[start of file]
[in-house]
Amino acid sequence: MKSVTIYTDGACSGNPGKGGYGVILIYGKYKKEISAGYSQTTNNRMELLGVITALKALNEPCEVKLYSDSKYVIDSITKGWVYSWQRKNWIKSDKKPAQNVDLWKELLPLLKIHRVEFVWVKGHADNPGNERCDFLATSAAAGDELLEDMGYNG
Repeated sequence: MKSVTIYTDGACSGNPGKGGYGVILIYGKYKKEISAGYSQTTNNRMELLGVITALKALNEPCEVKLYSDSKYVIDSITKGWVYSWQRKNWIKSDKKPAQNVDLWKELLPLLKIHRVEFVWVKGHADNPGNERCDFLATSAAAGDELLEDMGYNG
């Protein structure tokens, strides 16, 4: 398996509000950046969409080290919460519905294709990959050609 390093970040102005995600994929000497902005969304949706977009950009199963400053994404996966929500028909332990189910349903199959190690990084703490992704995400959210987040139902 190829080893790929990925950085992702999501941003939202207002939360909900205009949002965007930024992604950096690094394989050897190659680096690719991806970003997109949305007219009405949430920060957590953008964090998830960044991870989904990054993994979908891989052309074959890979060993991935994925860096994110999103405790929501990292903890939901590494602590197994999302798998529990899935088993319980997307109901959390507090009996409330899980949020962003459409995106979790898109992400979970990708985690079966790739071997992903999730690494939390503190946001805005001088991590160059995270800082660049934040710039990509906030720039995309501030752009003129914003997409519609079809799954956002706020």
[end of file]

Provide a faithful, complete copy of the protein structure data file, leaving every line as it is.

[in-house]
Amino acid sequence: MKSVTIYTDGACSGNPGKGGYGVILIYGKYKKEISAGYSQTTNNRMELLGVITALKALNEPCEVKLYSDSKYVIDSITKGWVYSWQRKNWIKSDKKPAQNVDLWKELLPLLKIHRVEFVWVKGHADNPGNERCDFLATSAAAGDELLEDMGYNG
Repeated sequence: MKSVTIYTDGACSGNPGKGGYGVILIYGKYKKEISAGYSQTTNNRMELLGVITALKALNEPCEVKLYSDSKYVIDSITKGWVYSWQRKNWIKSDKKPAQNVDLWKELLPLLKIHRVEFVWVKGHADNPGNERCDFLATSAAAGDELLEDMGYNG
């Protein structure tokens, strides 16, 4: 398996509000950046969409080290919460519905294709990959050609 390093970040102005995600994929000497902005969304949706977009950009199963400053994404996966929500028909332990189910349903199959190690990084703490992704995400959210987040139902 190829080893790929990925950085992702999501941003939202207002939360909900205009949002965007930024992604950096690094394989050897190659680096690719991806970003997109949305007219009405949430920060957590953008964090998830960044991870989904990054993994979908891989052309074959890979060993991935994925860096994110999103405790929501990292903890939901590494602590197994999302798998529990899935088993319980997307109901959390507090009996409330899980949020962003459409995106979790898109992400979970990708985690079966790739071997992903999730690494939390503190946001805005001088991590160059995270800082660049934040710039990509906030720039995309501030752009003129914003997409519609079809799954956002706020």